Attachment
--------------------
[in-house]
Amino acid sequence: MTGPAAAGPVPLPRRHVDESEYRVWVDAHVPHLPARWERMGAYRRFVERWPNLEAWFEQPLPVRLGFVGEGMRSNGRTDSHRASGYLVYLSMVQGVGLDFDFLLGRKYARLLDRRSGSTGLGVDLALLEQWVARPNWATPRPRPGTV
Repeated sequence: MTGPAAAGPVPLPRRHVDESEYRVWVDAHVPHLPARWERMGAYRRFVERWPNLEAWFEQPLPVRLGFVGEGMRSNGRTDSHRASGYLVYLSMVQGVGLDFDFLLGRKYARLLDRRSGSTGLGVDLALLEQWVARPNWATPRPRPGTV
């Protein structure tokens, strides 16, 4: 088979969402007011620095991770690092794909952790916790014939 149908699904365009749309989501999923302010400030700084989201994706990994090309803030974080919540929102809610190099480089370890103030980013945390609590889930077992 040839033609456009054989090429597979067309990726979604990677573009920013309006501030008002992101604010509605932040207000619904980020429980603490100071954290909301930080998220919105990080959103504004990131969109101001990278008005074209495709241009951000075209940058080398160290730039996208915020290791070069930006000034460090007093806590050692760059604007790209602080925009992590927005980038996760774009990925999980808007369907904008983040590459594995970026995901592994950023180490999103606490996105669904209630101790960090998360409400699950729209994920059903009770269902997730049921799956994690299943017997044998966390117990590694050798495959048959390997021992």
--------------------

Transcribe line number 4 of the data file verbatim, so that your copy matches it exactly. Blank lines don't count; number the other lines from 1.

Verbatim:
């Protein structure tokens, strides 16, 4: 088979969402007011620095991770690092794909952790916790014939 149908699904365009749309989501999923302010400030700084989201994706990994090309803030974080919540929102809610190099480089370890103030980013945390609590889930077992 040839033609456009054989090429597979067309990726979604990677573009920013309006501030008002992101604010509605932040207000619904980020429980603490100071954290909301930080998220919105990080959103504004990131969109101001990278008005074209495709241009951000075209940058080398160290730039996208915020290791070069930006000034460090007093806590050692760059604007790209602080925009992590927005980038996760774009990925999980808007369907904008983040590459594995970026995901592994950023180490999103606490996105669904209630101790960090998360409400699950729209994920059903009770269902997730049921799956994690299943017997044998966390117990590694050798495959048959390997021992």